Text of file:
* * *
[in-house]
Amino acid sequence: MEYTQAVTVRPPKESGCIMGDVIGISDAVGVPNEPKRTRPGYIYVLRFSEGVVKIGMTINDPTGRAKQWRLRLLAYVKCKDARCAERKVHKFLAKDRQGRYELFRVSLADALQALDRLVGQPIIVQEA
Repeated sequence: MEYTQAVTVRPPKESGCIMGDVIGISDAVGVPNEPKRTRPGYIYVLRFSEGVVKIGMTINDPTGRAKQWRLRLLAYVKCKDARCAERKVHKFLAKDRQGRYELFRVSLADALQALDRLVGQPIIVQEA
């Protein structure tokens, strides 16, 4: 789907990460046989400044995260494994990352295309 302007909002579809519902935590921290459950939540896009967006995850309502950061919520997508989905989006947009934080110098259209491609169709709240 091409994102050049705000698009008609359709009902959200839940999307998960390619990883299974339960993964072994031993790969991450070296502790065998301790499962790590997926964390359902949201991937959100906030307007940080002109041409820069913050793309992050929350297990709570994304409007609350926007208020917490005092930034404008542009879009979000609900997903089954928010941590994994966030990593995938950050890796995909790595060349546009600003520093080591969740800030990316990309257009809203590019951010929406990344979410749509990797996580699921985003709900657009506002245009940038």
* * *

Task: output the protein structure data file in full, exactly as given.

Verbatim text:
[in-house]
Amino acid sequence: MEYTQAVTVRPPKESGCIMGDVIGISDAVGVPNEPKRTRPGYIYVLRFSEGVVKIGMTINDPTGRAKQWRLRLLAYVKCKDARCAERKVHKFLAKDRQGRYELFRVSLADALQALDRLVGQPIIVQEA
Repeated sequence: MEYTQAVTVRPPKESGCIMGDVIGISDAVGVPNEPKRTRPGYIYVLRFSEGVVKIGMTINDPTGRAKQWRLRLLAYVKCKDARCAERKVHKFLAKDRQGRYELFRVSLADALQALDRLVGQPIIVQEA
């Protein structure tokens, strides 16, 4: 789907990460046989400044995260494994990352295309 302007909002579809519902935590921290459950939540896009967006995850309502950061919520997508989905989006947009934080110098259209491609169709709240 091409994102050049705000698009008609359709009902959200839940999307998960390619990883299974339960993964072994031993790969991450070296502790065998301790499962790590997926964390359902949201991937959100906030307007940080002109041409820069913050793309992050929350297990709570994304409007609350926007208020917490005092930034404008542009879009979000609900997903089954928010941590994994966030990593995938950050890796995909790595060349546009600003520093080591969740800030990316990309257009809203590019951010929406990344979410749509990797996580699921985003709900657009506002245009940038």